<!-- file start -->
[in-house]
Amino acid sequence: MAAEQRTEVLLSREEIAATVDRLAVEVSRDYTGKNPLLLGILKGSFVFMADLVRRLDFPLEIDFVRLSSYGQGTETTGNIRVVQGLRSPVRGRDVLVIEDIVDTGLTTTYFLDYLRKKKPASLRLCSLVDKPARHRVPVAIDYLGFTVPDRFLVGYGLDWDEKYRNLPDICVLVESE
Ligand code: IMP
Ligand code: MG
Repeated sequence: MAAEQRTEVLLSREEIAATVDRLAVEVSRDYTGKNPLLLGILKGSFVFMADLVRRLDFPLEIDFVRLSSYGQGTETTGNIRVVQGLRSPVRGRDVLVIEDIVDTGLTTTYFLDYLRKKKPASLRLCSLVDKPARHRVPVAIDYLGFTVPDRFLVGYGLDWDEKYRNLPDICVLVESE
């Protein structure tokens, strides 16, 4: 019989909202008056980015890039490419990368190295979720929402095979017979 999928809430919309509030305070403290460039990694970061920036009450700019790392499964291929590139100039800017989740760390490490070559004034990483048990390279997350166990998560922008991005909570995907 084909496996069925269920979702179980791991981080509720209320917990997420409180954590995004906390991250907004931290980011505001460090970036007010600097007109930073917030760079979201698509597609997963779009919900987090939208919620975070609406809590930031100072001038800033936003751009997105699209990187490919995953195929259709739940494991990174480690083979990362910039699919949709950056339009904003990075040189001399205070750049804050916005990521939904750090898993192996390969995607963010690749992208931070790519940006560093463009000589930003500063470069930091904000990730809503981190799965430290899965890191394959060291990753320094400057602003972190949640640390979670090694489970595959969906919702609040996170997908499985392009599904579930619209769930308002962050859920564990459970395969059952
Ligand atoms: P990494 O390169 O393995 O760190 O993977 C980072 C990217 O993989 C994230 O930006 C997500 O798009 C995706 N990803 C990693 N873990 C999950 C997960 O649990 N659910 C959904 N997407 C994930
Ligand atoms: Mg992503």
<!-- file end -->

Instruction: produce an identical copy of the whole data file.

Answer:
[in-house]
Amino acid sequence: MAAEQRTEVLLSREEIAATVDRLAVEVSRDYTGKNPLLLGILKGSFVFMADLVRRLDFPLEIDFVRLSSYGQGTETTGNIRVVQGLRSPVRGRDVLVIEDIVDTGLTTTYFLDYLRKKKPASLRLCSLVDKPARHRVPVAIDYLGFTVPDRFLVGYGLDWDEKYRNLPDICVLVESE
Ligand code: IMP
Ligand code: MG
Repeated sequence: MAAEQRTEVLLSREEIAATVDRLAVEVSRDYTGKNPLLLGILKGSFVFMADLVRRLDFPLEIDFVRLSSYGQGTETTGNIRVVQGLRSPVRGRDVLVIEDIVDTGLTTTYFLDYLRKKKPASLRLCSLVDKPARHRVPVAIDYLGFTVPDRFLVGYGLDWDEKYRNLPDICVLVESE
């Protein structure tokens, strides 16, 4: 019989909202008056980015890039490419990368190295979720929402095979017979 999928809430919309509030305070403290460039990694970061920036009450700019790392499964291929590139100039800017989740760390490490070559004034990483048990390279997350166990998560922008991005909570995907 084909496996069925269920979702179980791991981080509720209320917990997420409180954590995004906390991250907004931290980011505001460090970036007010600097007109930073917030760079979201698509597609997963779009919900987090939208919620975070609406809590930031100072001038800033936003751009997105699209990187490919995953195929259709739940494991990174480690083979990362910039699919949709950056339009904003990075040189001399205070750049804050916005990521939904750090898993192996390969995607963010690749992208931070790519940006560093463009000589930003500063470069930091904000990730809503981190799965430290899965890191394959060291990753320094400057602003972190949640640390979670090694489970595959969906919702609040996170997908499985392009599904579930619209769930308002962050859920564990459970395969059952
Ligand atoms: P990494 O390169 O393995 O760190 O993977 C980072 C990217 O993989 C994230 O930006 C997500 O798009 C995706 N990803 C990693 N873990 C999950 C997960 O649990 N659910 C959904 N997407 C994930
Ligand atoms: Mg992503």